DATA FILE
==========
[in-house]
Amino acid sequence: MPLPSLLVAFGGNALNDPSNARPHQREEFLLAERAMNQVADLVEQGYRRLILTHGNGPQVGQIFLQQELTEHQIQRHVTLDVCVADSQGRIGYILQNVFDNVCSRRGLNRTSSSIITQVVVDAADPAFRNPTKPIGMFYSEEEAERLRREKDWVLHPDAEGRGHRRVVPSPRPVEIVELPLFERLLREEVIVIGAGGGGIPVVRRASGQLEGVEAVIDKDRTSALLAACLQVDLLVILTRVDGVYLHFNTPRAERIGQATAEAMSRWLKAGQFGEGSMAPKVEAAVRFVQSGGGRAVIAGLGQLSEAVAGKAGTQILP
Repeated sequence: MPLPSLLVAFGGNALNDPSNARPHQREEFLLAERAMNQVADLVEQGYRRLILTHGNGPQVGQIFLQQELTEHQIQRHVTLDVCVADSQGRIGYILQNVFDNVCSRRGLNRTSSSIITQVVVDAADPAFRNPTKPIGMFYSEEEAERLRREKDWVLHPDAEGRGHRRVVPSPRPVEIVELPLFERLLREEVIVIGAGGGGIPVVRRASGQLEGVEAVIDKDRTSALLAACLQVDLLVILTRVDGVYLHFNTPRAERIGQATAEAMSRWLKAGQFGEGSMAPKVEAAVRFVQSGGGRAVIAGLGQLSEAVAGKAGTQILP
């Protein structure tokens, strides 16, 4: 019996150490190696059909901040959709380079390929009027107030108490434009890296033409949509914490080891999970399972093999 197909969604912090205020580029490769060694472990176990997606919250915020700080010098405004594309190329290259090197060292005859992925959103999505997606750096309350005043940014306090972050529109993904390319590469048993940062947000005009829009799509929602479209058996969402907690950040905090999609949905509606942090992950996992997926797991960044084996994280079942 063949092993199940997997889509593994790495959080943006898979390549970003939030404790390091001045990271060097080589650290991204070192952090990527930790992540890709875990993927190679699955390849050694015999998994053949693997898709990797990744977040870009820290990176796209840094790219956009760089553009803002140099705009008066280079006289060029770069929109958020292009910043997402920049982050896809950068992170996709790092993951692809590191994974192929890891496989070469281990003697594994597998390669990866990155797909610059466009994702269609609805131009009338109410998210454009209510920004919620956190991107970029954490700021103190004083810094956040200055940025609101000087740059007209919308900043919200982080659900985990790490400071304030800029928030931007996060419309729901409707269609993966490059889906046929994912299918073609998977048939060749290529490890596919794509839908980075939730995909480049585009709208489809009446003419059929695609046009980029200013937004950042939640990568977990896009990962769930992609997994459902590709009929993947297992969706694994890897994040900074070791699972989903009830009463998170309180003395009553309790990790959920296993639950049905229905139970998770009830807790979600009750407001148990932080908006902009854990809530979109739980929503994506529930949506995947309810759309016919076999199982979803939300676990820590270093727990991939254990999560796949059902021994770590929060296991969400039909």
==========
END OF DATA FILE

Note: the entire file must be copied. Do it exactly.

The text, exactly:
[in-house]
Amino acid sequence: MPLPSLLVAFGGNALNDPSNARPHQREEFLLAERAMNQVADLVEQGYRRLILTHGNGPQVGQIFLQQELTEHQIQRHVTLDVCVADSQGRIGYILQNVFDNVCSRRGLNRTSSSIITQVVVDAADPAFRNPTKPIGMFYSEEEAERLRREKDWVLHPDAEGRGHRRVVPSPRPVEIVELPLFERLLREEVIVIGAGGGGIPVVRRASGQLEGVEAVIDKDRTSALLAACLQVDLLVILTRVDGVYLHFNTPRAERIGQATAEAMSRWLKAGQFGEGSMAPKVEAAVRFVQSGGGRAVIAGLGQLSEAVAGKAGTQILP
Repeated sequence: MPLPSLLVAFGGNALNDPSNARPHQREEFLLAERAMNQVADLVEQGYRRLILTHGNGPQVGQIFLQQELTEHQIQRHVTLDVCVADSQGRIGYILQNVFDNVCSRRGLNRTSSSIITQVVVDAADPAFRNPTKPIGMFYSEEEAERLRREKDWVLHPDAEGRGHRRVVPSPRPVEIVELPLFERLLREEVIVIGAGGGGIPVVRRASGQLEGVEAVIDKDRTSALLAACLQVDLLVILTRVDGVYLHFNTPRAERIGQATAEAMSRWLKAGQFGEGSMAPKVEAAVRFVQSGGGRAVIAGLGQLSEAVAGKAGTQILP
């Protein structure tokens, strides 16, 4: 019996150490190696059909901040959709380079390929009027107030108490434009890296033409949509914490080891999970399972093999 197909969604912090205020580029490769060694472990176990997606919250915020700080010098405004594309190329290259090197060292005859992925959103999505997606750096309350005043940014306090972050529109993904390319590469048993940062947000005009829009799509929602479209058996969402907690950040905090999609949905509606942090992950996992997926797991960044084996994280079942 063949092993199940997997889509593994790495959080943006898979390549970003939030404790390091001045990271060097080589650290991204070192952090990527930790992540890709875990993927190679699955390849050694015999998994053949693997898709990797990744977040870009820290990176796209840094790219956009760089553009803002140099705009008066280079006289060029770069929109958020292009910043997402920049982050896809950068992170996709790092993951692809590191994974192929890891496989070469281990003697594994597998390669990866990155797909610059466009994702269609609805131009009338109410998210454009209510920004919620956190991107970029954490700021103190004083810094956040200055940025609101000087740059007209919308900043919200982080659900985990790490400071304030800029928030931007996060419309729901409707269609993966490059889906046929994912299918073609998977048939060749290529490890596919794509839908980075939730995909480049585009709208489809009446003419059929695609046009980029200013937004950042939640990568977990896009990962769930992609997994459902590709009929993947297992969706694994890897994040900074070791699972989903009830009463998170309180003395009553309790990790959920296993639950049905229905139970998770009830807790979600009750407001148990932080908006902009854990809530979109739980929503994506529930949506995947309810759309016919076999199982979803939300676990820590270093727990991939254990999560796949059902021994770590929060296991969400039909």